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A Collection Of Thoughts On Gaming

Much like shower thoughts, playing certain games brings various thoughts, ideas and criticism to mind. I'll be sharing some of them here and see what happens!

Author: Annwyn

The toxicity of questing in MMORPGs today

Posted by Annwyn Thursday October 20 2016 at 6:40PM
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Before the age of downloadable content, Questing appeared in single-player RPGs in 2 forms :

1. The main storyline, typically a complex story carefully woven that will carry the player from the very beginning until the end. There will be plot twists, there will be drama and action, a bit of comedy and more.

2. The side quests/storylines. Many older RPGs would often hide various optional quests throughout the game, these quests would bring great loot, add to the story in some way, bring additional challenges (difficult optional bosses or puzzles). To reveal these "quests", a player would have to talk to various NPCs who would talk to the player about rumors and legends and it was the player's task, should the player decide to take on the challenge, to find and solve the mystery. Taking on a side quest was a choice that could benefit the player, but would not punish him for not taking on the side quests (with some exceptions of course). 

In older RPGs, progression happened naturally as the player would visit new areas, defeat bosses, etc. In some RPGs the player might also have to grind, but unless the goal was to reach level 99, the grind was not mind numbing.

 

Enter subscription-based MMORPGs where the goal is the keep the player active in the game for as long as possible. Progression is slowed down heavily, forcing players to grind for hours on end to gain a single level. This raises a problem however with an aging player base who has less and less time to spend gaming. To keep the player base entertained, developers moved to a different formula, one that allowed players to achieve and be rewarded for completing tasks that can be accomplished rapidly: they focused on questing, and there begins a new problem.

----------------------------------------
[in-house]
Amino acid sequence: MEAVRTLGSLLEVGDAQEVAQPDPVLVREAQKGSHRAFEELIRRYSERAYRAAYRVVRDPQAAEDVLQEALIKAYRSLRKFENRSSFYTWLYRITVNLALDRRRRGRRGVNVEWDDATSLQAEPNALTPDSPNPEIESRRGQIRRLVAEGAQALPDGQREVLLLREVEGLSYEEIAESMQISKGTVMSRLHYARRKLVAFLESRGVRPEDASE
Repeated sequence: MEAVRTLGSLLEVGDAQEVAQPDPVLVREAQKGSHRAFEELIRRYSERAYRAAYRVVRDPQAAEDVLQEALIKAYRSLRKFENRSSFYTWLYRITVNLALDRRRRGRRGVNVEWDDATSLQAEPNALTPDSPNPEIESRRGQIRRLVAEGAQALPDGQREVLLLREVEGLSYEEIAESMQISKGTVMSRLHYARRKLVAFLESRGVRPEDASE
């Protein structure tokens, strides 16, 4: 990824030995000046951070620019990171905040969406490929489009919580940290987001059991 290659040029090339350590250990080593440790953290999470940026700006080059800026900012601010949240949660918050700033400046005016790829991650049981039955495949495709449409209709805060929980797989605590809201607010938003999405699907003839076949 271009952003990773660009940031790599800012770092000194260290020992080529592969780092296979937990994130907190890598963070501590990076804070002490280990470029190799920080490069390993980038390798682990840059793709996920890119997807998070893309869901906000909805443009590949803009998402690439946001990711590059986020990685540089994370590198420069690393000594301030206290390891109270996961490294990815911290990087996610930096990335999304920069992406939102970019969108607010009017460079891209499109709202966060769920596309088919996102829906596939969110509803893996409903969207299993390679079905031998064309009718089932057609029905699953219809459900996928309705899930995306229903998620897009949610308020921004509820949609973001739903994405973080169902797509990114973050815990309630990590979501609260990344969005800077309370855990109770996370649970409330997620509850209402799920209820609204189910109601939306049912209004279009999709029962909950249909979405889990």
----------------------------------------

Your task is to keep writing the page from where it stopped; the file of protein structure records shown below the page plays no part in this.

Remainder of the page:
Whether you play FFXIV, WoW, TESO, etc, questing has become practically the principal mean to progress in the game, and with this came many problems that no MMO has managed to solve.

1. MMO Developers applied the formula of Questing from Single-Player RPGs, where the player is the hero, to MMORPGs. This means that all MMO players will complete the same quests and be hailed as heroes by the same NPCs, it takes away the chance for the player to properly feel like a hero when xXxSephiroth07xXx has completed the same exact quest and gained the same exact reward.

2. Because questing is now the primary form of progression and that MMOs must retain their playerbase for as long as possible, developers have to strike a balance between the amount of quests and the time it takes a player to progress. This often means that players will often have to complete dozens of quests in order to gain a single level up.

3. Exploration is also halted by quests, as in order to have access to the content of Area B, you may be required to complete the content of Area A, and so on for subsequent Areas. Players are sometimes "forced" to complete a near copy of the content in the Area before it, but with different flavor text, before being allowed to complete another set of the same quests in the next Area.